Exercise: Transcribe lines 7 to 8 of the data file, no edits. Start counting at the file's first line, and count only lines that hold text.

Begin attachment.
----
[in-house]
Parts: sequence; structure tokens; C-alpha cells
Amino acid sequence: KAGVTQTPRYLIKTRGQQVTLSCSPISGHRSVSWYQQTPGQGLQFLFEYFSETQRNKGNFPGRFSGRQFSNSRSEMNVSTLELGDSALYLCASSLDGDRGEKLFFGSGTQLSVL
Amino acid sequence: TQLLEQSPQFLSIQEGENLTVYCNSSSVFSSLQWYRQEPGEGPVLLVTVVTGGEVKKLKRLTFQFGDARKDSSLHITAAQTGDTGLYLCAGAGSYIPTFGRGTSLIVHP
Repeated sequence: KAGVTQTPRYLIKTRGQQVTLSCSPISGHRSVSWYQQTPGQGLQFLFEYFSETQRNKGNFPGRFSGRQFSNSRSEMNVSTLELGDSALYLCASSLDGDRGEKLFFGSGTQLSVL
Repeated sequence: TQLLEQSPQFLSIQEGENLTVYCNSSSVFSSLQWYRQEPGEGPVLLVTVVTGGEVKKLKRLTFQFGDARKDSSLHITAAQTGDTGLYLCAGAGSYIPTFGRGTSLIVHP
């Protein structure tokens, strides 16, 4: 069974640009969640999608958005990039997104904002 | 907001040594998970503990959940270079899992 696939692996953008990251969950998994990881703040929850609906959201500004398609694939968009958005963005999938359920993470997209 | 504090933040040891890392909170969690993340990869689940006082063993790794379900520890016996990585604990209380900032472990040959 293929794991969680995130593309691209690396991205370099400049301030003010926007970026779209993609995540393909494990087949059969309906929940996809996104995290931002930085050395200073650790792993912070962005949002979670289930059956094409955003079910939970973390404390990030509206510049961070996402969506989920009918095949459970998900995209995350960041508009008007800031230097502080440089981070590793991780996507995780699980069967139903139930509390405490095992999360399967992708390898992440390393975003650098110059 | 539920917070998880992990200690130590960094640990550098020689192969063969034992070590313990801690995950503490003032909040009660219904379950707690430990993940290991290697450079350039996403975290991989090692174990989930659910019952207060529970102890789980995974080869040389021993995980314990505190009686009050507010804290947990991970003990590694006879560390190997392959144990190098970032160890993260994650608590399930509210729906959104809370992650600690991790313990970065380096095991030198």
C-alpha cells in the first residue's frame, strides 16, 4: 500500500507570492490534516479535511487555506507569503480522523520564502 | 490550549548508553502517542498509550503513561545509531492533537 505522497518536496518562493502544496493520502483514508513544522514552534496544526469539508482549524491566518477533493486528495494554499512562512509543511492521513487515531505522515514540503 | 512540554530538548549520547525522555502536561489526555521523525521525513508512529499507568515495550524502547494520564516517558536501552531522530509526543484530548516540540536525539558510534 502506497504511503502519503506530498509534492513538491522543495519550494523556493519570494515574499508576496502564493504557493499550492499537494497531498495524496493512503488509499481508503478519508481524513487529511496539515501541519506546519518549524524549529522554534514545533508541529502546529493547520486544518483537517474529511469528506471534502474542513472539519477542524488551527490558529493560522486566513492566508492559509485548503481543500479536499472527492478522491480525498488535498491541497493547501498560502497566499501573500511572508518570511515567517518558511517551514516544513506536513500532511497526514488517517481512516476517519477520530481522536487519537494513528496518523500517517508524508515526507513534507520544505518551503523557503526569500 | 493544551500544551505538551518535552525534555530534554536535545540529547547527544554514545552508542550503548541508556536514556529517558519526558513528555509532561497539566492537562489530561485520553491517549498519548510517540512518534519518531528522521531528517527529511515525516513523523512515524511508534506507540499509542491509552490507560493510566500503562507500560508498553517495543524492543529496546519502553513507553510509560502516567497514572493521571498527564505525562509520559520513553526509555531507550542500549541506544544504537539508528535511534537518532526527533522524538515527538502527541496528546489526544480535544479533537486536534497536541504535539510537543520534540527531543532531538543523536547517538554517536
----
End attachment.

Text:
């Protein structure tokens, strides 16, 4: 069974640009969640999608958005990039997104904002 | 907001040594998970503990959940270079899992 696939692996953008990251969950998994990881703040929850609906959201500004398609694939968009958005963005999938359920993470997209 | 504090933040040891890392909170969690993340990869689940006082063993790794379900520890016996990585604990209380900032472990040959 293929794991969680995130593309691209690396991205370099400049301030003010926007970026779209993609995540393909494990087949059969309906929940996809996104995290931002930085050395200073650790792993912070962005949002979670289930059956094409955003079910939970973390404390990030509206510049961070996402969506989920009918095949459970998900995209995350960041508009008007800031230097502080440089981070590793991780996507995780699980069967139903139930509390405490095992999360399967992708390898992440390393975003650098110059 | 539920917070998880992990200690130590960094640990550098020689192969063969034992070590313990801690995950503490003032909040009660219904379950707690430990993940290991290697450079350039996403975290991989090692174990989930659910019952207060529970102890789980995974080869040389021993995980314990505190009686009050507010804290947990991970003990590694006879560390190997392959144990190098970032160890993260994650608590399930509210729906959104809370992650600690991790313990970065380096095991030198």
C-alpha cells in the first residue's frame, strides 16, 4: 500500500507570492490534516479535511487555506507569503480522523520564502 | 490550549548508553502517542498509550503513561545509531492533537 505522497518536496518562493502544496493520502483514508513544522514552534496544526469539508482549524491566518477533493486528495494554499512562512509543511492521513487515531505522515514540503 | 512540554530538548549520547525522555502536561489526555521523525521525513508512529499507568515495550524502547494520564516517558536501552531522530509526543484530548516540540536525539558510534 502506497504511503502519503506530498509534492513538491522543495519550494523556493519570494515574499508576496502564493504557493499550492499537494497531498495524496493512503488509499481508503478519508481524513487529511496539515501541519506546519518549524524549529522554534514545533508541529502546529493547520486544518483537517474529511469528506471534502474542513472539519477542524488551527490558529493560522486566513492566508492559509485548503481543500479536499472527492478522491480525498488535498491541497493547501498560502497566499501573500511572508518570511515567517518558511517551514516544513506536513500532511497526514488517517481512516476517519477520530481522536487519537494513528496518523500517517508524508515526507513534507520544505518551503523557503526569500 | 493544551500544551505538551518535552525534555530534554536535545540529547547527544554514545552508542550503548541508556536514556529517558519526558513528555509532561497539566492537562489530561485520553491517549498519548510517540512518534519518531528522521531528517527529511515525516513523523512515524511508534506507540499509542491509552490507560493510566500503562507500560508498553517495543524492543529496546519502553513507553510509560502516567497514572493521571498527564505525562509520559520513553526509555531507550542500549541506544544504537539508528535511534537518532526527533522524538515527538502527541496528546489526544480535544479533537486536534497536541504535539510537543520534540527531543532531538543523536547517538554517536